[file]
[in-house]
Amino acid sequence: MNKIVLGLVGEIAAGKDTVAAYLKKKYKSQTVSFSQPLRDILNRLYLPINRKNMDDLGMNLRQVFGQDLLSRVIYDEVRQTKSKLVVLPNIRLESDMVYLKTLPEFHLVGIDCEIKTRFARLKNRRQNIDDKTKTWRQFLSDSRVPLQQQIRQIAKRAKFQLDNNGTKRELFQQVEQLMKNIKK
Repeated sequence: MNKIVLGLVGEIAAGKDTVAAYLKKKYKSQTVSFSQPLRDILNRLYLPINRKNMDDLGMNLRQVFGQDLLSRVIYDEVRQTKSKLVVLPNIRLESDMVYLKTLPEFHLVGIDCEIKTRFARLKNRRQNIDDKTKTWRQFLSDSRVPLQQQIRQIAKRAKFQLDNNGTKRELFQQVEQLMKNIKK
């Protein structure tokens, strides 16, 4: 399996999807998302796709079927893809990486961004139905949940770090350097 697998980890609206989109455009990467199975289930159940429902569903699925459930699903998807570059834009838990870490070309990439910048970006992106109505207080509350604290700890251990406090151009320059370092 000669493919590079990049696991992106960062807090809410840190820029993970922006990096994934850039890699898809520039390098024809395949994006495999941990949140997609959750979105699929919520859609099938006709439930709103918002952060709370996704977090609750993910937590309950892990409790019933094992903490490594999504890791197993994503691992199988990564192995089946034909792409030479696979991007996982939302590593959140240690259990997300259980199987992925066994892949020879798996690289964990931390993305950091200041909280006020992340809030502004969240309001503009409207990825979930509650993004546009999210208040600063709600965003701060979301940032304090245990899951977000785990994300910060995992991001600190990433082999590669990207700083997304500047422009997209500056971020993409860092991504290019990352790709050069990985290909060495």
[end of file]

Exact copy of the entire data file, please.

[in-house]
Amino acid sequence: MNKIVLGLVGEIAAGKDTVAAYLKKKYKSQTVSFSQPLRDILNRLYLPINRKNMDDLGMNLRQVFGQDLLSRVIYDEVRQTKSKLVVLPNIRLESDMVYLKTLPEFHLVGIDCEIKTRFARLKNRRQNIDDKTKTWRQFLSDSRVPLQQQIRQIAKRAKFQLDNNGTKRELFQQVEQLMKNIKK
Repeated sequence: MNKIVLGLVGEIAAGKDTVAAYLKKKYKSQTVSFSQPLRDILNRLYLPINRKNMDDLGMNLRQVFGQDLLSRVIYDEVRQTKSKLVVLPNIRLESDMVYLKTLPEFHLVGIDCEIKTRFARLKNRRQNIDDKTKTWRQFLSDSRVPLQQQIRQIAKRAKFQLDNNGTKRELFQQVEQLMKNIKK
């Protein structure tokens, strides 16, 4: 399996999807998302796709079927893809990486961004139905949940770090350097 697998980890609206989109455009990467199975289930159940429902569903699925459930699903998807570059834009838990870490070309990439910048970006992106109505207080509350604290700890251990406090151009320059370092 000669493919590079990049696991992106960062807090809410840190820029993970922006990096994934850039890699898809520039390098024809395949994006495999941990949140997609959750979105699929919520859609099938006709439930709103918002952060709370996704977090609750993910937590309950892990409790019933094992903490490594999504890791197993994503691992199988990564192995089946034909792409030479696979991007996982939302590593959140240690259990997300259980199987992925066994892949020879798996690289964990931390993305950091200041909280006020992340809030502004969240309001503009409207990825979930509650993004546009999210208040600063709600965003701060979301940032304090245990899951977000785990994300910060995992991001600190990433082999590669990207700083997304500047422009997209500056971020993409860092991504290019990352790709050069990985290909060495």